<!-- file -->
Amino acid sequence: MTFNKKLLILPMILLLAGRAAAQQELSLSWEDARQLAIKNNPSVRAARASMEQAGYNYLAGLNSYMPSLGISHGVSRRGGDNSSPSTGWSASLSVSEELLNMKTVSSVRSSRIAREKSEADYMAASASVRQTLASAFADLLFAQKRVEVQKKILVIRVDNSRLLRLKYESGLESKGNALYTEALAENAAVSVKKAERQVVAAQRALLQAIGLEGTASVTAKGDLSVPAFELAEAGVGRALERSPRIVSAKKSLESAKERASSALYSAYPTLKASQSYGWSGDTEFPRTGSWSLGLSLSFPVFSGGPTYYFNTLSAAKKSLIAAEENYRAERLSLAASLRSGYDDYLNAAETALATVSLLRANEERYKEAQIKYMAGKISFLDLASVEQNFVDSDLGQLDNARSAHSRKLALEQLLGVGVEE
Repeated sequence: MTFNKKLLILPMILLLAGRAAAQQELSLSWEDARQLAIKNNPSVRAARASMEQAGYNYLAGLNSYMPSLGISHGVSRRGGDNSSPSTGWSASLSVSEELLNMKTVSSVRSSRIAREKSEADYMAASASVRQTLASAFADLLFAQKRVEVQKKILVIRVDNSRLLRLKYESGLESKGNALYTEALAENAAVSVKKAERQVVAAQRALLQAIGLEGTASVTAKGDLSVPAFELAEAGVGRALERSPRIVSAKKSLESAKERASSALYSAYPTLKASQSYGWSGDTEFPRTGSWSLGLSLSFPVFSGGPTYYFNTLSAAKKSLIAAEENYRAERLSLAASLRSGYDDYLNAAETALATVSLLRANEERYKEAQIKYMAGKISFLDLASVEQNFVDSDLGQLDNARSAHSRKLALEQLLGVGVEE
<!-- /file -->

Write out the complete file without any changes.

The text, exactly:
Amino acid sequence: MTFNKKLLILPMILLLAGRAAAQQELSLSWEDARQLAIKNNPSVRAARASMEQAGYNYLAGLNSYMPSLGISHGVSRRGGDNSSPSTGWSASLSVSEELLNMKTVSSVRSSRIAREKSEADYMAASASVRQTLASAFADLLFAQKRVEVQKKILVIRVDNSRLLRLKYESGLESKGNALYTEALAENAAVSVKKAERQVVAAQRALLQAIGLEGTASVTAKGDLSVPAFELAEAGVGRALERSPRIVSAKKSLESAKERASSALYSAYPTLKASQSYGWSGDTEFPRTGSWSLGLSLSFPVFSGGPTYYFNTLSAAKKSLIAAEENYRAERLSLAASLRSGYDDYLNAAETALATVSLLRANEERYKEAQIKYMAGKISFLDLASVEQNFVDSDLGQLDNARSAHSRKLALEQLLGVGVEE
Repeated sequence: MTFNKKLLILPMILLLAGRAAAQQELSLSWEDARQLAIKNNPSVRAARASMEQAGYNYLAGLNSYMPSLGISHGVSRRGGDNSSPSTGWSASLSVSEELLNMKTVSSVRSSRIAREKSEADYMAASASVRQTLASAFADLLFAQKRVEVQKKILVIRVDNSRLLRLKYESGLESKGNALYTEALAENAAVSVKKAERQVVAAQRALLQAIGLEGTASVTAKGDLSVPAFELAEAGVGRALERSPRIVSAKKSLESAKERASSALYSAYPTLKASQSYGWSGDTEFPRTGSWSLGLSLSFPVFSGGPTYYFNTLSAAKKSLIAAEENYRAERLSLAASLRSGYDDYLNAAETALATVSLLRANEERYKEAQIKYMAGKISFLDLASVEQNFVDSDLGQLDNARSAHSRKLALEQLLGVGVEE